Become a fan of Slashdot on Facebook


Forgot your password?
Crime Government Privacy Security United States Your Rights Online News

DHS Goes Ahead With 'Pre-Crime' Detection Project 438

suraj.sun tips news that the U.S. Department of Homeland Security has begun testing its project to predict future crimes on members of the public. The Future Attribute Screening Technology (FAST) project is "designed to track and monitor, among other inputs, body movements, voice pitch changes, prosody changes (alterations in the rhythm and intonation of speech), eye movements, body heat changes, and breathing patterns." A field test was performed at a large venue earlier this year, and documents recently obtained through a Freedom of Information Act request indicate that testing is proceeding on other members of the public as well. "It's not clear whether these people were informed that they're participating in a FAST study."
This discussion has been archived. No new comments can be posted.

DHS Goes Ahead With 'Pre-Crime' Detection Project

Comments Filter:
  • Wow. (Score:2, Insightful)

    by unity100 ( 970058 ) on Friday October 07, 2011 @11:41AM (#37639536) Homepage Journal
    would make nazi weep.
  • Re:Wow. (Score:5, Insightful)

    by GameboyRMH ( 1153867 ) <gameboyrmh@gmai l . c om> on Friday October 07, 2011 @11:46AM (#37639634) Journal

    In the future this will be looked back on as being as stupid as McCarthyism. Looking for terrorists under every bed and around every corner, monitoring people's bodies for signs of terrorist intent...the terrorists have won beyond their wildest dreams. And if we examine Pearl Harbor as precedent, none of us will live to see the damage undone.

  • by girlintraining ( 1395911 ) on Friday October 07, 2011 @11:46AM (#37639646)

    So what they're doing is taking variables that are innocent and legal (changing the pitch of one's voice is not an inherently criminal act), and using it to justify increased surveillance of that individual. And naturally, everyone will be okay with this because "only criminals have anything to hide".

    Everyone forgets, of course, that you don't need to be watched for very long before you break a law. It's so hopelessly complex that even lawyers, who spend several years learning about it, are unable to avoid being ensnared against a determined law enforcement effort. If they want you, they will get you. So basically, this system is selecting people to turn into criminals. There is no preventative value here... increased surveillance on anyone will eventually yield evidence that can be used for criminal prosecution.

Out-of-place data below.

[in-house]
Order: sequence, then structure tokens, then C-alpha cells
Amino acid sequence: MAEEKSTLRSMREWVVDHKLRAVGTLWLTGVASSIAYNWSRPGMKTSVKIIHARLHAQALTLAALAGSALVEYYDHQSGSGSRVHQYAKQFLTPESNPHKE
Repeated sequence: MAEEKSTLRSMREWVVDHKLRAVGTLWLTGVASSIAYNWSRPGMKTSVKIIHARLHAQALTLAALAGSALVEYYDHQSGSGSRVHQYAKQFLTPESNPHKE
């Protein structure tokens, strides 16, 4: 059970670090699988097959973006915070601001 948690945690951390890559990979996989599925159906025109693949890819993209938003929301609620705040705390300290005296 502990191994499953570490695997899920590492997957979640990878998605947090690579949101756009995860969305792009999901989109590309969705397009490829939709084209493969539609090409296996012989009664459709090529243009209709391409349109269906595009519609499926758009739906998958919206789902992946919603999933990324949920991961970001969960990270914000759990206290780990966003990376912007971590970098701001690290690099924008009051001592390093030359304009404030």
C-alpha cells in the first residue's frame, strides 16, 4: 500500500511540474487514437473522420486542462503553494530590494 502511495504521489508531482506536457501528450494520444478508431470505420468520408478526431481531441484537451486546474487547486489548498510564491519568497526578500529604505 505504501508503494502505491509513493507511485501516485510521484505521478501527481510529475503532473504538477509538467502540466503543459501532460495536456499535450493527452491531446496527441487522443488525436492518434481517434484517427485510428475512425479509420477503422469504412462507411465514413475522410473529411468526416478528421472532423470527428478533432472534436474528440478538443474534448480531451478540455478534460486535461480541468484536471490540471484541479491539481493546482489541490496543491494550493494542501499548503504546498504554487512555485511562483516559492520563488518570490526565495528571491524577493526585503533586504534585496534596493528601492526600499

• Re:Wow. (Score:4, Insightful)

    by Dunbal ( 464142 ) * on Friday October 07, 2011 @11:52AM (#37639742)
    No, I think if you go down this road then there is no future.
  • by SirGarlon ( 845873 ) on Friday October 07, 2011 @12:04PM (#37639958)

    I have a crime predictor that boasts better than 99.9% accuracy. It always returns "not a criminal."

    Seriously, in order for utterly dystopian concept to have any benefits, you'd need a false alarm rate much lower than 0.1%. Even at .01%, for anti-terrorism applications the ratio of false alarms to actual terrorists would be something like 10,000 to 1 -- assuming it had a 100% detection accuracy, which is of course preposterous.

  • Re:Wow. (Score:5, Insightful)

    by hedwards ( 940851 ) on Friday October 07, 2011 @12:13PM (#37640090)

    Perhaps, but how was his accuracy? It doesn't matter if I know there to be an alien in the Senate if I accuse 90 Senators that aren't aliens I'd be just a delusional crackpot. Same goes for McCarthy, when there's little concern for accuracy you might as well just be randomly arresting people.

  • Re:Wow. (Score:5, Insightful)

    by Tsingi ( 870990 ) <graham.rick@gmail.cFREEBSDom minus bsd> on Friday October 07, 2011 @12:19PM (#37640178)

    What is interesting is that the U.S. can't afford teachers to educate their children, or health care to heal the sick, but it can spend money on pie in the sky security stuff.

    Gotta protect ourselves from the people at any cost.
    Because we are shitting on them in a big way and they're getting riled.

  • Re:Wow. (Score:4, Insightful)

    by Smallpond ( 221300 ) on Friday October 07, 2011 @12:30PM (#37640310) Homepage Journal